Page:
WGA Rescources

Editors Selection IGR 22-4

Clinical Examination Methods: Higher Temperatures and Disc Hemorrhage

Tanuj Dada
Saurabh Verma

Comment by Tanuj Dada & Saurabh Verma on:

98896 Analysis of Variation in Incidence of Optic Disc Hemorrhage According to Seasonal and Temperature Changes, Jang M; Kim YK; Jeoung JW et al., American Journal of Ophthalmology, 2022; 239: 84-89

Find related abstracts

Jang et al. evaluated the seasonal variation in optic disc hemorrhage (DH) by review of fundus photographs over two years to answer the research question ‐ what is the impact of temperature on the incidence of DH in glaucoma patients?

Fundus images of 13,514 eyes were reviewed, and 454 eyes (3.36%) were confirmed to have DH. The DH incidence ratio was 1.53 (95% CI 1.23-1.91, P < .01) for the Temperature (T) < 10 °C group relative to the T ≥ 20 °C group. The IOP of the patients with DH in winter was significantly higher than that measured in summer and an increase in temperature by 1 °C, was associated with a reduction in the DH risk ratio to 0.979 (95% confidence interval [CI] 0.969-0.989, P < .01). The study concluded that DH is affected by temperature, and as such, shows seasonal variability.

This variation is in line with several studies that have shown seasonal variability in IOP which tends to be higher in colder months.1,2 Elevated IOP in winter months leading to stretching of the lamina cribrosa and mechanical vascular disruption may be a possible cause for this variation.

Additionally, more than 64% of eyes with DH were diagnosed cases of normal-tension glaucoma (NTG) an entity where vascular dysregulation is a major contributing factor to disease pathogenesis.3 Patients of primary vascular dysregulation are known to respond unfavorably to cold temperatures leading to an increase vasospasm. Females constituted almost two thirds of the total cases of DH and vascular dysregulation is also known to be more common in females.4 The higher incidence of DH in winter months can also be attributed to vascular dysregulation due to autonomic dysfunction, which is exacerbated by colder temperatures and impact on blood coagulability and plasma viscosity. However, this was not evaluated in the present study.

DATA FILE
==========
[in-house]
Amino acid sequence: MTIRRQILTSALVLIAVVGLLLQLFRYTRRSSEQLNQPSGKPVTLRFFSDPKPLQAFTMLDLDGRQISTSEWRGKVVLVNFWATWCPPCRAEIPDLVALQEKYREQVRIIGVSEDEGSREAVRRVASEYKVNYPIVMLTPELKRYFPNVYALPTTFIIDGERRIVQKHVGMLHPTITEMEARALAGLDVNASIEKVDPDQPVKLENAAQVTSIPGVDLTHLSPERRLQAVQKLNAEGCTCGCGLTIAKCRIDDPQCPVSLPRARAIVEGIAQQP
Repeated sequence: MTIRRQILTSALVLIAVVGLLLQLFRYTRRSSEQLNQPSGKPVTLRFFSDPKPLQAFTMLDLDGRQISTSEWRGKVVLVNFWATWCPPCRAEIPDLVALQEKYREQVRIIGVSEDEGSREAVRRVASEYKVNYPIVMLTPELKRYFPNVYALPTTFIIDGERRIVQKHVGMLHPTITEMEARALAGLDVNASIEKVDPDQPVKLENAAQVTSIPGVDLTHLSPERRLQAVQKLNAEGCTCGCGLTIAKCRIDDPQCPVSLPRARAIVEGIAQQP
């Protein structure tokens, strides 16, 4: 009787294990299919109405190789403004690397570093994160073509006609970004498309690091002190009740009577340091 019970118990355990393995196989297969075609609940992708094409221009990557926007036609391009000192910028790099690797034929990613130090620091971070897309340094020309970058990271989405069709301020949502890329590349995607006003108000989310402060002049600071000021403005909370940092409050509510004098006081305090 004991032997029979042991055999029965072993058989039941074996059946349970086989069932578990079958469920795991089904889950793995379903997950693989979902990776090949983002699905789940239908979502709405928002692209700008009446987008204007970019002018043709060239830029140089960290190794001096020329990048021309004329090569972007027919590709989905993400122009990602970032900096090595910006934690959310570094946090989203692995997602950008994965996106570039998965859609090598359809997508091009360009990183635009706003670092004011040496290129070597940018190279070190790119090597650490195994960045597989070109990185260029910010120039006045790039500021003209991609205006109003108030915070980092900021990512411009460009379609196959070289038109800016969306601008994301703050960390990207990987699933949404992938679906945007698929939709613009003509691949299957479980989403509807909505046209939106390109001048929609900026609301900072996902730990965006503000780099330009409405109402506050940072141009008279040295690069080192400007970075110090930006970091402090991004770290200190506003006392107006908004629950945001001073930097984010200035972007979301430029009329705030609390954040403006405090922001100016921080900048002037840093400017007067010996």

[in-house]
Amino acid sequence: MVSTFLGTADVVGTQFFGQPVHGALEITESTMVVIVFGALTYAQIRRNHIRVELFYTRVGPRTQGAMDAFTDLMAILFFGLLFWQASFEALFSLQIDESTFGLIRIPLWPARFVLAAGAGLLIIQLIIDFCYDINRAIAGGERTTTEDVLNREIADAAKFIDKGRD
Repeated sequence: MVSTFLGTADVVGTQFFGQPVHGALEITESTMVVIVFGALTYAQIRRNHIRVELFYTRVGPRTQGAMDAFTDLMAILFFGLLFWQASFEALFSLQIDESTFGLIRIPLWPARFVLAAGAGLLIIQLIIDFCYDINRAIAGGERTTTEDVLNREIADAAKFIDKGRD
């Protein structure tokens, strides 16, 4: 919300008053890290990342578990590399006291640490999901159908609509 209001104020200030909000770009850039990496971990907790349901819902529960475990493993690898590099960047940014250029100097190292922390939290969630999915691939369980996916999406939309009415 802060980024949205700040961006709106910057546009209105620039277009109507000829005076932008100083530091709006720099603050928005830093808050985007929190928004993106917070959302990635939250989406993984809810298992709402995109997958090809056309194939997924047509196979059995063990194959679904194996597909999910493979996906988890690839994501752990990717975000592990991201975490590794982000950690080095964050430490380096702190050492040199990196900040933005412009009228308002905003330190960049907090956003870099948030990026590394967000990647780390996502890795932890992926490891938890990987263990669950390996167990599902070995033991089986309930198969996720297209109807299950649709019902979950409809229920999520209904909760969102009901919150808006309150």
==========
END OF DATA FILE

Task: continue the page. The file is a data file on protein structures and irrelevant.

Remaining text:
A significant proportion of patients (almost 44%) with DH had diabetes or hypertension which are independent risk factors for DH and a separate analysis evaluating concomitant changes in blood pressure/glycemic control would be a useful addition to study seasonal variation of DH in this subgroup group. Although the study reports variation in DH with temperature, the clinical significance of these results requires further evaluation related to the impact on disease progression and additional imaging modalities such as OCT angiography to establish objective changes in peripapillary circulation.


  1. Kuze M, Ayaki M, Yuki K, et al. Seasonal variation of intra-ocular pressure in glaucoma with and without dry eye. Sci Rep. 2020;10(1):13949.
  2. Mansouri K, Gillmann K, Rao HL, Weinreb RN. Weekly and seasonal changes of intraocular pressure measured with an implanted intraocular telemetry sensor. Br J Ophthalmol. 2021;105(3):387-391.
  3. Flammer J, Konieczka K, Flammer AJ. The primary vascular dysregulation syndrome: implications for eye diseases. EPMA Journal. 2013;4(1):14.
  4. Grieshaber MC, Mozaffarieh M, Flammer J. What Is the Link Between Vascular Dysregulation and Glaucoma? Survey of Ophthalmology. 2007;52(6):S144-154.

Issue 22-4

Change Issue


WGA Rescources